Submetering Shows Promise

smart meter energy manageThe benefits of sub-metering were explored this week by John McManus, the Managing Partner, for the Capital District Offices of Harris Beach, an Albany, N.Y.-based law firm.

The most important element may be that it changes the focus for tenants. McManus, writing at the New York State Real Estate Journal, discusses Redburn Development’s Tilley Loft apartments, which are in Watervliet, N.Y.

In master metered apartments, tenants perceive that electricity is included with rent and don’t try to act more efficiently. In submetering, the onus switches The facility uses sub-meters, which means that each tenant pays for what actually is used. The impact is not hard to predict:

In a submetered building, electricity is received through a utility-owned master meter, but electricity use in each unit is measured by building-owned meters. The building owner then bills electric charges to residents based on their actual consumption. When compared to the more traditional electricity metering methods such as master metering or direct metering, submetering electricity in multifamily dwellings has been shown to reduce a building’s energy usage by as much as 20%, according to studies from the New York State Energy Research and Development Authority.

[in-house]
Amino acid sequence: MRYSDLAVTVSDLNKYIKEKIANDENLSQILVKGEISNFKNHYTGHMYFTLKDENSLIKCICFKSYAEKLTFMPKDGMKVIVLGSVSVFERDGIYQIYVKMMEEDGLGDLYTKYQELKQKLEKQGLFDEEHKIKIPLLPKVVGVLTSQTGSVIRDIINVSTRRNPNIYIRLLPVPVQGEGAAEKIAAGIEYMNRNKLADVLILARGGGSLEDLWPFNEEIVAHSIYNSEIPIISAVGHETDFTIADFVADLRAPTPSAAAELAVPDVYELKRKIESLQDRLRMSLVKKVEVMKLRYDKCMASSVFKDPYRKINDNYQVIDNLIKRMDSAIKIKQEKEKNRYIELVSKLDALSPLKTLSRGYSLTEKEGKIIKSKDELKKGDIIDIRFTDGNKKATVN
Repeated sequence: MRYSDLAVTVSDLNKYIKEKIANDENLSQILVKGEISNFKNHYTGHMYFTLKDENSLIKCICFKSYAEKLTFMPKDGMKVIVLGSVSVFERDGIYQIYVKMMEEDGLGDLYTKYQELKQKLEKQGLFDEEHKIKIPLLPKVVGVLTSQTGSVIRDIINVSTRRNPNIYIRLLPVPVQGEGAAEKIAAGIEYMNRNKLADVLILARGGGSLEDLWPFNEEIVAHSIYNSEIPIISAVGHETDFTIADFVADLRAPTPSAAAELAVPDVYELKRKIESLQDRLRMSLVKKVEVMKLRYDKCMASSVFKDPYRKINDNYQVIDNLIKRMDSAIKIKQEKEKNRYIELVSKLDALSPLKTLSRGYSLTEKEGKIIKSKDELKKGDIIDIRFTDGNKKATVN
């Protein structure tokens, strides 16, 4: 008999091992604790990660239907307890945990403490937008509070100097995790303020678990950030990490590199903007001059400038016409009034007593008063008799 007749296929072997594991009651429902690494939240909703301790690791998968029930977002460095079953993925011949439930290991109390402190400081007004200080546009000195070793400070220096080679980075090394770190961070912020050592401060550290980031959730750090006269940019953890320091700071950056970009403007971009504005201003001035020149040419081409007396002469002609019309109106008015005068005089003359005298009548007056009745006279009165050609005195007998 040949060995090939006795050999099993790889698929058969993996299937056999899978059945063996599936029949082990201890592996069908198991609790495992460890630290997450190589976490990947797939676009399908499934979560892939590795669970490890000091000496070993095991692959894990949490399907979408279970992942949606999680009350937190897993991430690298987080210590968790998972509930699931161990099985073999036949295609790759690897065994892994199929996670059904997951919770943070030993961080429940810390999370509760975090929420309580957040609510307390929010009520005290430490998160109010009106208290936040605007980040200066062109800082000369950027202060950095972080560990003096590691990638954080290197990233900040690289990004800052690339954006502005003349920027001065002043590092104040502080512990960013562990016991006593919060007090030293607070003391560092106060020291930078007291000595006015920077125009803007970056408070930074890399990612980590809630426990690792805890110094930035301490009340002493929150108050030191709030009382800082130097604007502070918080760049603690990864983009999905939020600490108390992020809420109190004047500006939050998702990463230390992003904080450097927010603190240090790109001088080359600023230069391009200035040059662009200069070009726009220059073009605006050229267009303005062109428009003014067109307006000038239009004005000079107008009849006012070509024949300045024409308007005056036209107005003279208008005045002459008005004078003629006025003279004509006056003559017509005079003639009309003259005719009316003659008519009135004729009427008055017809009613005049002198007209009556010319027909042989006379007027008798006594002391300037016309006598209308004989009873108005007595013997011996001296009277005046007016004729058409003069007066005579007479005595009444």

The bottom line is that air conditioners suddenly don’t stay on 24/7 and lights in unoccupied rooms are turned off.

In the New York City borough of Queens,  the North Queensview Homes – which had been getting “staggering” electric bills — went from master metering to submetering in 2015. Each resident of the 364-unit coop began being billed according to the amount of electricity used. The enabled monthly maintenance to be reduced by an average of $50 immediately.

The story may not have a happy ending, however.  The New York State Energy Research & Development (NYSERDA) has ended a problem that reimbursed multifamily home owners for as much as $250 of the $500 average cost of a sub meter. The state’s Public Service Commission now is requiring installation of a switch that can disconnect nonpaying units. This could double the cost of a submetering installation, the story says.

New York is not the only place in which submetering rules and regulations are being hashed out. The regulatory process also is ongoing in Ohio, for instance. The bottom line is that submetering is a very promising technology because it gives the party with the most incentive to be energy efficient the power to actually reduce use.

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